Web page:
The United States has 62 protected areas known as national parks that are operated by the National Park Service, an agency of the Department of the Interior. National parks must be established by an act of the United States Congress. A bill creating the first national park, Yellowstone, was signed into law by President Ulysses S. Grant in 1872, followed by Mackinac National Park in 1875 (decommissioned in 1895), and then Rock Creek Park (later merged into National Capital Parks), Sequoia and Yosemite in 1890. The Organic Act of 1916 created the National Park Service “to conserve the scenery and the natural and historic objects and wildlife therein, and to provide for the enjoyment of the same in such manner and by such means as will leave them unimpaired for the enjoyment of future generations.” Many current national parks had been previously protected as national monuments by the president under the Antiquities Act before being upgraded by Congress. Seven national parks (including six in Alaska) are paired with a national preserve, areas with different levels of protection that are administered together but considered separate units and whose areas are not included in the figures below. Criteria for the selection of national parks include natural beauty, unique geological features, unusual ecosystems, and recreational opportunities (though these criteria are not always considered together). National monuments, on the other hand, are frequently chosen for their historical or archaeological significance. Fourteen national parks are designated UNESCO World Heritage Sites (WHS), while 21 national parks are designated UNESCO Biosphere Reserves (BR). Eight national parks are designated in both UNESCO programs.
Twenty-nine states have national parks, as do the territories of American Samoa and the U.S. Virgin Islands. California has the most with nine, followed by Alaska with eight, Utah with five, and Colorado with four. The largest national park is Wrangell–St. Elias in Alaska: at over 8 million acres (32,375 km2), it is larger than each of the nine smallest states. The next three largest parks are also in Alaska. The smallest park is Gateway Arch National Park, Missouri, at approximately 192.83 acres (0.7804 km2). The total area protected by national parks is approximately 52.2 million acres (211,000 km2), for an average of 870 thousand acres (3,500 km2) but a median of only 229 thousand acres (930 km2).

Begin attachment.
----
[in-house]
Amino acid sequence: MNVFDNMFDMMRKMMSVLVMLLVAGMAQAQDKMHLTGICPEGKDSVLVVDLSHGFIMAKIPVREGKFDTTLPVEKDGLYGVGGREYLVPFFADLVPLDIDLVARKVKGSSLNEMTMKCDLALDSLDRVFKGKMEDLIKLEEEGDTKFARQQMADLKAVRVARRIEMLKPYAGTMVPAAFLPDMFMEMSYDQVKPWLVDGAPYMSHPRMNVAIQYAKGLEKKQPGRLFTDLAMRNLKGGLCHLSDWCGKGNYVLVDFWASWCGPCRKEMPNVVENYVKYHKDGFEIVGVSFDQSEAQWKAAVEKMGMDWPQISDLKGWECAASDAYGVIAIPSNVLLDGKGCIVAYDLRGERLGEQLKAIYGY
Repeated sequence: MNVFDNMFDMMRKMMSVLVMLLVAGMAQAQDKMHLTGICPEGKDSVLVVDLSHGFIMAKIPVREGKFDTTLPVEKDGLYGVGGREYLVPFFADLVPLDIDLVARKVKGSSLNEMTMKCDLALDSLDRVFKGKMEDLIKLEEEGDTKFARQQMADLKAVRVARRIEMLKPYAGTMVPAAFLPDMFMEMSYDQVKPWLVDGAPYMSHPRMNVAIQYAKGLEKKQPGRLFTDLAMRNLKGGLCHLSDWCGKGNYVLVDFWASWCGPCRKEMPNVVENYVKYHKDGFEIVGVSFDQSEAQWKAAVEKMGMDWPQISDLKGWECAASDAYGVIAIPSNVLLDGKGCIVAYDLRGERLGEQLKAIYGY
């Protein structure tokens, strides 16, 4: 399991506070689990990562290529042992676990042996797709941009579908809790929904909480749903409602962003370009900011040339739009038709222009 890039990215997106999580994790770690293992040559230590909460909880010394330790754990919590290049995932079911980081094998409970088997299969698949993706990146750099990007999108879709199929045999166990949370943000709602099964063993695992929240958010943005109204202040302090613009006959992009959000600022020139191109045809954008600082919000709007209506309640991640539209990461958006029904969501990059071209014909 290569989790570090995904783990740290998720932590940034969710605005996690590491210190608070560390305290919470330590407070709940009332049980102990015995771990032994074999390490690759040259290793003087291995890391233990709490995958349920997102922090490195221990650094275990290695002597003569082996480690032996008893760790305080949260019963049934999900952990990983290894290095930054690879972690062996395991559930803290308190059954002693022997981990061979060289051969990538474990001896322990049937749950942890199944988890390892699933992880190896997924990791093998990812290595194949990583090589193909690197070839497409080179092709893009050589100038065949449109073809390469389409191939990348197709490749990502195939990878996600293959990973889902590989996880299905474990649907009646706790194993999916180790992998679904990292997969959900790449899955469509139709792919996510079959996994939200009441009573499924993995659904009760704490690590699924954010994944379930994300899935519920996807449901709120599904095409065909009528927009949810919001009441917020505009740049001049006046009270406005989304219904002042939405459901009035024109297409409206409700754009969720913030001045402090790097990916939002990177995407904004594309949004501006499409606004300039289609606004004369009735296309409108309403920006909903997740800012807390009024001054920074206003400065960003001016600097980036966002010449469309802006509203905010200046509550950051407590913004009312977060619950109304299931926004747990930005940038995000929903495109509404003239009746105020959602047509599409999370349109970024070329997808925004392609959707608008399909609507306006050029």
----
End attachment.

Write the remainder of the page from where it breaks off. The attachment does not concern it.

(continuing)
The national parks set a visitation record in 2017, with more than 84 million visitors and set a further record in 2018 with a 0.1% increase. The most-visited national park is Great Smoky Mountains National Park in North Carolina and Tennessee, with over 11.3 million visitors in 2017, followed by Arizona’s Grand Canyon National Park, with over 6.2 million. In contrast, only 11,177 people visited the remote Gates of the Arctic National Park and Preserve in Alaska in the same year.
A few former national parks are no longer designated as such, or have been disbanded. Other units of the National Park Service (419 altogether) while broadly referred to as national parks within the National Park System do not hold the formal designation in their title.
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